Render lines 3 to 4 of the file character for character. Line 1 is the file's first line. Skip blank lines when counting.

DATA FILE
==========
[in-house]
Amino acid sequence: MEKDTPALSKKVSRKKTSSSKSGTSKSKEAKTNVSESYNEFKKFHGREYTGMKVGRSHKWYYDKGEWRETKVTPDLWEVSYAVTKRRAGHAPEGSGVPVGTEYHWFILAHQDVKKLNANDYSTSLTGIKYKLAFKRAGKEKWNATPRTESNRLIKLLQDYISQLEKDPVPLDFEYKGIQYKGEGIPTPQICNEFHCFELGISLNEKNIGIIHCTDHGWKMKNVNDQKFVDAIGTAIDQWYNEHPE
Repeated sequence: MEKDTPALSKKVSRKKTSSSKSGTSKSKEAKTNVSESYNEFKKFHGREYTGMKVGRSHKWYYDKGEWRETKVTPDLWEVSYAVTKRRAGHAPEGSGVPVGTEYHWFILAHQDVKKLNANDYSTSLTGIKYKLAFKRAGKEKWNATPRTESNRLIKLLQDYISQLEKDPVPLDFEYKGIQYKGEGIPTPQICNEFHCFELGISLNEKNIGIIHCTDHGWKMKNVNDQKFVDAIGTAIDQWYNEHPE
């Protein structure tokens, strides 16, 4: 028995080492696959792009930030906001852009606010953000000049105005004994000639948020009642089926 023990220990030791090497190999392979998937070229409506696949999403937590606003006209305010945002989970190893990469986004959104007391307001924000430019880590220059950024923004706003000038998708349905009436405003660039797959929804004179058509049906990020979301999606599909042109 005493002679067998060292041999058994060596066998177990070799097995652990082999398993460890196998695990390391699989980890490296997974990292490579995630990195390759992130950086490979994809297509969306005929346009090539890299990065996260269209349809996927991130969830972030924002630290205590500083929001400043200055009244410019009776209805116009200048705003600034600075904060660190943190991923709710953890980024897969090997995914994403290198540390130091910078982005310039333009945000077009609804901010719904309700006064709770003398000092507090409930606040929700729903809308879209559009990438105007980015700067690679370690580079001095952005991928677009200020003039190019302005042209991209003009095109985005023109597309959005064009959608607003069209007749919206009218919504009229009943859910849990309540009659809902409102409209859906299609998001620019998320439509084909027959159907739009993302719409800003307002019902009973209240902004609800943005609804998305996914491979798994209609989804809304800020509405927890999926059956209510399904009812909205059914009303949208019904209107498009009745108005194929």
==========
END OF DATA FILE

Repeated sequence: MEKDTPALSKKVSRKKTSSSKSGTSKSKEAKTNVSESYNEFKKFHGREYTGMKVGRSHKWYYDKGEWRETKVTPDLWEVSYAVTKRRAGHAPEGSGVPVGTEYHWFILAHQDVKKLNANDYSTSLTGIKYKLAFKRAGKEKWNATPRTESNRLIKLLQDYISQLEKDPVPLDFEYKGIQYKGEGIPTPQICNEFHCFELGISLNEKNIGIIHCTDHGWKMKNVNDQKFVDAIGTAIDQWYNEHPE
């Protein structure tokens, strides 16, 4: 028995080492696959792009930030906001852009606010953000000049105005004994000639948020009642089926 023990220990030791090497190999392979998937070229409506696949999403937590606003006209305010945002989970190893990469986004959104007391307001924000430019880590220059950024923004706003000038998708349905009436405003660039797959929804004179058509049906990020979301999606599909042109 005493002679067998060292041999058994060596066998177990070799097995652990082999398993460890196998695990390391699989980890490296997974990292490579995630990195390759992130950086490979994809297509969306005929346009090539890299990065996260269209349809996927991130969830972030924002630290205590500083929001400043200055009244410019009776209805116009200048705003600034600075904060660190943190991923709710953890980024897969090997995914994403290198540390130091910078982005310039333009945000077009609804901010719904309700006064709770003398000092507090409930606040929700729903809308879209559009990438105007980015700067690679370690580079001095952005991928677009200020003039190019302005042209991209003009095109985005023109597309959005064009959608607003069209007749919206009218919504009229009943859910849990309540009659809902409102409209859906299609998001620019998320439509084909027959159907739009993302719409800003307002019902009973209240902004609800943005609804998305996914491979798994209609989804809304800020509405927890999926059956209510399904009812909205059914009303949208019904209107498009009745108005194929």